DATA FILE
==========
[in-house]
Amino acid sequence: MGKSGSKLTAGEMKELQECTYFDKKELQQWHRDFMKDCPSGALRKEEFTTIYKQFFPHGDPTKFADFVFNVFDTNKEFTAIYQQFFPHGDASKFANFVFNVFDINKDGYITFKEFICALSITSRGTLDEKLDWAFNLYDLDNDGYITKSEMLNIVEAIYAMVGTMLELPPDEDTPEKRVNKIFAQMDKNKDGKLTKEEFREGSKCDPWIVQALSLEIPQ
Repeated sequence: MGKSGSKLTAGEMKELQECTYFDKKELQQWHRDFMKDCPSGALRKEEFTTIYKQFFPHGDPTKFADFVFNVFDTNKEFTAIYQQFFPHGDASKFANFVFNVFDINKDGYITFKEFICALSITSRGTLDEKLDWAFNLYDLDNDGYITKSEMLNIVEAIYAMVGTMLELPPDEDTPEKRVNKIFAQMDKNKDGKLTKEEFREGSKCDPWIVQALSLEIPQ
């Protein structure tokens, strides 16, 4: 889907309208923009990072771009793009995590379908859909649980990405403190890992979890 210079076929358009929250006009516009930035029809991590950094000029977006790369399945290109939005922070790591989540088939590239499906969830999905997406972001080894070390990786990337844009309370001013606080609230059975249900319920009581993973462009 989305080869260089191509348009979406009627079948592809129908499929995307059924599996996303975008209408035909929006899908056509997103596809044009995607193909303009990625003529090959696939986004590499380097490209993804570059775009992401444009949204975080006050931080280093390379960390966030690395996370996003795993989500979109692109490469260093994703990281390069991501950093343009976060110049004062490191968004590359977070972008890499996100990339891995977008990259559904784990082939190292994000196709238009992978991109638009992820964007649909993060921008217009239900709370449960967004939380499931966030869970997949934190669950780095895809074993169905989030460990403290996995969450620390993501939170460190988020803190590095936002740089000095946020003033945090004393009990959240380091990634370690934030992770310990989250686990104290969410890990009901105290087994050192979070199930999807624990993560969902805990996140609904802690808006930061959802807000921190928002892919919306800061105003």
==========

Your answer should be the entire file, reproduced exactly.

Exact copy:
[in-house]
Amino acid sequence: MGKSGSKLTAGEMKELQECTYFDKKELQQWHRDFMKDCPSGALRKEEFTTIYKQFFPHGDPTKFADFVFNVFDTNKEFTAIYQQFFPHGDASKFANFVFNVFDINKDGYITFKEFICALSITSRGTLDEKLDWAFNLYDLDNDGYITKSEMLNIVEAIYAMVGTMLELPPDEDTPEKRVNKIFAQMDKNKDGKLTKEEFREGSKCDPWIVQALSLEIPQ
Repeated sequence: MGKSGSKLTAGEMKELQECTYFDKKELQQWHRDFMKDCPSGALRKEEFTTIYKQFFPHGDPTKFADFVFNVFDTNKEFTAIYQQFFPHGDASKFANFVFNVFDINKDGYITFKEFICALSITSRGTLDEKLDWAFNLYDLDNDGYITKSEMLNIVEAIYAMVGTMLELPPDEDTPEKRVNKIFAQMDKNKDGKLTKEEFREGSKCDPWIVQALSLEIPQ
């Protein structure tokens, strides 16, 4: 889907309208923009990072771009793009995590379908859909649980990405403190890992979890 210079076929358009929250006009516009930035029809991590950094000029977006790369399945290109939005922070790591989540088939590239499906969830999905997406972001080894070390990786990337844009309370001013606080609230059975249900319920009581993973462009 989305080869260089191509348009979406009627079948592809129908499929995307059924599996996303975008209408035909929006899908056509997103596809044009995607193909303009990625003529090959696939986004590499380097490209993804570059775009992401444009949204975080006050931080280093390379960390966030690395996370996003795993989500979109692109490469260093994703990281390069991501950093343009976060110049004062490191968004590359977070972008890499996100990339891995977008990259559904784990082939190292994000196709238009992978991109638009992820964007649909993060921008217009239900709370449960967004939380499931966030869970997949934190669950780095895809074993169905989030460990403290996995969450620390993501939170460190988020803190590095936002740089000095946020003033945090004393009990959240380091990634370690934030992770310990989250686990104290969410890990009901105290087994050192979070199930999807624990993560969902805990996140609904802690808006930061959802807000921190928002892919919306800061105003």